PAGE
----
Thanks to K-pop, IT and medical research, South Korea has now been deemed the fifth most innovative economy in the world.
An innovator rises: South Korea was ranked in the top five of the Global Innovation Index (GII) 2021, according to a report published on Monday by the World Intellectual Property Organisation (WIPO), a specialized agency of the United Nations.
Economists believe that China’s growth could lead it to surpass the United States as the world’s most powerful economy by 2020, according to a new research report released by Standard Chartered Bank.
The report suggested that the U.S. will not only lose its crown as the world’s biggest economy but that it will be unlikely to regain it anytime soon, according to Business Insider.
Shanghai is currently hosting China’s massive trade fair aimed to show the country’s support for a global open market.
The first China International Import Expo kicked off on Monday, attracting over 400,000 local buyers and more than 3,600 businesses from 172 countries based on official numbers.
The World Economic Forum (WEF) has released a new ranking on the world’s most competitive and innovative economies which places Singapore on the second spot just behind the United States.
Based on the report released on Wednesday, Germany places third while Switzerland, which sat on top of WEF global competitiveness rankings for almost a decade, drops to fourth place.
Asian Americans have the highest income inequality among all ethnic groups in the United States, a new report from the Pew Research Center said.
The observation comes as Asians remain the most financially successful of all groups, earning a median annual income of $51,288 to Whites ($47,958), Blacks ($31,082) and Hispanics ($30,400) in 2016.
K-pop boy group BTS could impact South Korea’s economy by nearly $1 billion, a government official said.
The seven-member group, whose overseas popularity surged in recent months, may actually be the nation’s biggest stars yet.
China’s efforts in recruiting educated Taiwanese citizens have placed Taiwan at a grave risk of suffering from a massive brain drain, experts warned.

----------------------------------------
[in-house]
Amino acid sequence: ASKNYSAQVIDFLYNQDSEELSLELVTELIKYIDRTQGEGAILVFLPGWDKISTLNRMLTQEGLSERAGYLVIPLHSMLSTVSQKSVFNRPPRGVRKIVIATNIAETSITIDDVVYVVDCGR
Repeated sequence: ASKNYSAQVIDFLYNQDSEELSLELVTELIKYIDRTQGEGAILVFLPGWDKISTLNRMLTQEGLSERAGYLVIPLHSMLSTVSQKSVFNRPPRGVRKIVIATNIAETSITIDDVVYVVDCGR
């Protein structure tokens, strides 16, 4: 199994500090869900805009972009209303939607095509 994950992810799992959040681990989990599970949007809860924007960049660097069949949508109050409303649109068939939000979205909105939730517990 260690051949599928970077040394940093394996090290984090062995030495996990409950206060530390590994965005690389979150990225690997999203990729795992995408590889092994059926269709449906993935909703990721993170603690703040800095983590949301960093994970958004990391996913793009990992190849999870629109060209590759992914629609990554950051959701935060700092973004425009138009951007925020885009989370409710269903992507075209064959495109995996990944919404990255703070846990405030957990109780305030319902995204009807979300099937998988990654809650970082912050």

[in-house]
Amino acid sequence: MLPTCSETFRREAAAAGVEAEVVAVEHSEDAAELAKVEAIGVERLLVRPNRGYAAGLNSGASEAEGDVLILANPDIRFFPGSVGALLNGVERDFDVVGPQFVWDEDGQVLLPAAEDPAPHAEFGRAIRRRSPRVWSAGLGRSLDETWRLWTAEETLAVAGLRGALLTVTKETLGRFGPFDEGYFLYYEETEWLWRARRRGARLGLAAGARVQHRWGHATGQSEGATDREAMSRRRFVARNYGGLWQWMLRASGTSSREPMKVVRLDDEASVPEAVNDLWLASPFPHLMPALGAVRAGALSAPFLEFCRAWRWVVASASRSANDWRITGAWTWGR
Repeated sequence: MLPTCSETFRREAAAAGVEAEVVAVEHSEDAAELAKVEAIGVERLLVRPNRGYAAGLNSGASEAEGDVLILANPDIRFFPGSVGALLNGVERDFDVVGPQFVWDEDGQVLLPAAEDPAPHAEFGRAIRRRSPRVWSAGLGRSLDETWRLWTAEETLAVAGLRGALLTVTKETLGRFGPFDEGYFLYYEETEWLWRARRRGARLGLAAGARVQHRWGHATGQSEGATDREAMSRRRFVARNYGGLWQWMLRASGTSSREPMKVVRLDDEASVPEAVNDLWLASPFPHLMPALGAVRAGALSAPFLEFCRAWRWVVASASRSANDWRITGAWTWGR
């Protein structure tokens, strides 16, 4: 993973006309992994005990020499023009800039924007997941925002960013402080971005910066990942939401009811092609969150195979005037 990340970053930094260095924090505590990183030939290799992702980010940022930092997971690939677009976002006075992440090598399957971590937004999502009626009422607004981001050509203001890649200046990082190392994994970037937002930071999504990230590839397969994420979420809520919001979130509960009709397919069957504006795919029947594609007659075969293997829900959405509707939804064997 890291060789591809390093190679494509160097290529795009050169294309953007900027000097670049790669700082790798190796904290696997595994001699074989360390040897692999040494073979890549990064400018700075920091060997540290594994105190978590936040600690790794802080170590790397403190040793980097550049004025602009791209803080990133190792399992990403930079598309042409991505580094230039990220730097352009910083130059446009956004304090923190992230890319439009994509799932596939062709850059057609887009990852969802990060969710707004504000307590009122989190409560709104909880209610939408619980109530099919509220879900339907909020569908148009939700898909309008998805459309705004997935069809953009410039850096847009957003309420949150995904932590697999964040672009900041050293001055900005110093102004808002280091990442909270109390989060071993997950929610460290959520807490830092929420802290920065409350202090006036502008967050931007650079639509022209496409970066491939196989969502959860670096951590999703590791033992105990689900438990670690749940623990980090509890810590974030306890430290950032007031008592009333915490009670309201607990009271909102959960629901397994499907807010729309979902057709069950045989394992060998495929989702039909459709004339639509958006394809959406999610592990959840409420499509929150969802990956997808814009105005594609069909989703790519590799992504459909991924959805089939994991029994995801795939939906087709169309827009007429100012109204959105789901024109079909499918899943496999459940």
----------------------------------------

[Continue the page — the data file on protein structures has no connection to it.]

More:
Based on official government data 2015, over 720,000 of Taiwan’s 10 million strong workforce sought better job opportunities abroad, revealing that 72.5% of them have at least an undergraduate degree or higher.
North Korea has routinely been described as a poor country which heavily relies on Chinese aid and economic cooperation.
Recent reports have surfaced, however, that the hermit kingdom may actually be sitting on a massive fortune in the form of untapped mineral resources.
Although Donald Trump anticipates a “very difficult” meeting with Xi Jinping at Mar-a-Lago this week, 44% of Americans have gained positive views of China, according to a recent survey.
That figure is up from 37% in 2016, but China’s unfavorability has dropped from 55% to 47% over the past year, according to Shanghaiist, citing a Pew Research Center survey that was released on Tuesday.
A growing middle class is slated to become a third of China’s population by 2030, according to a report released on Wednesday.
This class of consumers is poised to spend as much as the level currently seen in the European Union, South Korea and that of the United States back in 2000.
On Thursday, June 23, the people of Britain voted for their country to leave the European Union (EU), otherwise known as “Brexit.” More than 30 million people voted, and those in favor won by a narrow margin of 52% to 48%, signalling the beginning of what may be the disintegration of one of the world’s largest economic alliances.
Formed after World War II, the EU was created as a pact of economic unity between Germany and France. Ultimately more European countries joined in the later decades, including the United Kingdom, for a total of 28 members.
China is hoping sales of rice cookers and smart toilet seats will pick up its economy.
The Chinese government plans to focus on driving the economy with domestic consumption rather than trade and investment. According to South China Morning Post, cabinet documents reveal that officials are pushing to develop better products including electric rice cookers, kitchen appliances, air purifiers, smartphones, toys and luxury toilet seats.